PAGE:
In terms of detail there it is aimed at first-time buyers which is only likely to anger the Governor more.

First-time buyers are likely to be the most significantly affected because they often have smaller amounts saved to get on the property ladder.

Nationwide has reduced the proportion of a home’s value that is willing to lend from 95% to 85%.

So for example, if a property costs £100,000, a new buyer would now need a £15,000 deposit rather than a £5,000 deposit.

If we look back in time this is a familiar feature of house price falls. As mortgage borrowing becomes more restrained that by its very nature tends to pull house prices lower. For larger falls then it usually requites surveyors to join the party by down valuing some properties which as they are pack animals can spread like wildfire. The quote below shows that the situation is complex.

Some lenders, such as HSBC, still have mortgages with a 90% loan-to-value ratio. However, there is more demand for that type of mortgage than many banks have the capacity to deal with at the moment, he said.


We have already seen an extraordinary set of moves here. We have a record low interest-rate of 0.1% which is quite something from a body which had previously assured us that the “lower-bound” was 0.5%. There is a link to today’s news from this because it was building societies like the Nationwide and their creaking IT systems which got the blame for this, although ironically I think they did us a favour.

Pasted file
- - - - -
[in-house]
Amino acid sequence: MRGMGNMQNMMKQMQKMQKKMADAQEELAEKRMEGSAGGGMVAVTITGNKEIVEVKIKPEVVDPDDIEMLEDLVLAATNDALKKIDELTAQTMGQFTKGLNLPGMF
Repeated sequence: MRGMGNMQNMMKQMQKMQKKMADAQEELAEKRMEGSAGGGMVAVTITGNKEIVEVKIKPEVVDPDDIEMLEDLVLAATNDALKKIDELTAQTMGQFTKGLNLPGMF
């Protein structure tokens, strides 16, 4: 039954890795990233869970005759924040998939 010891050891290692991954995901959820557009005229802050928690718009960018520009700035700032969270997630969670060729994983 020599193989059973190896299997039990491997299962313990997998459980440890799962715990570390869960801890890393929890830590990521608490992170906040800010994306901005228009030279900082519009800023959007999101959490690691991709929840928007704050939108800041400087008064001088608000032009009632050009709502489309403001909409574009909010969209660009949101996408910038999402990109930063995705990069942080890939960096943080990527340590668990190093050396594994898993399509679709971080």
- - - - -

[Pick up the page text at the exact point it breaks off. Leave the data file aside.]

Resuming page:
Next comes a whole barrage of Quantitative Easing and Credit Easing policies. The headliner here is the purchases of UK bonds ( Gilts) which by my maths passed the £600 billion mark just before 2 pm yesterday as it progresses at a weekly rate of £13.5 billion. This means that they are implicitly financing the UK public-sector right now, something I pointed out when the Ways and Means issue arose. We see that as I note that the UK Debt Management Office has issued some £14.4 billion of new UK bonds or Gilts this week. Whilst the Bank of England did not buy any of these it did oil the wheels with its purchases which means that the net issuance figure is £900 million which is rather different to £14.4 billion. On that road we see how both the two-year yield ( -0.07%) and the five-year yield ( -0,02%) are negative as I type this. Even the fifty-year yield is a mere 0.38%.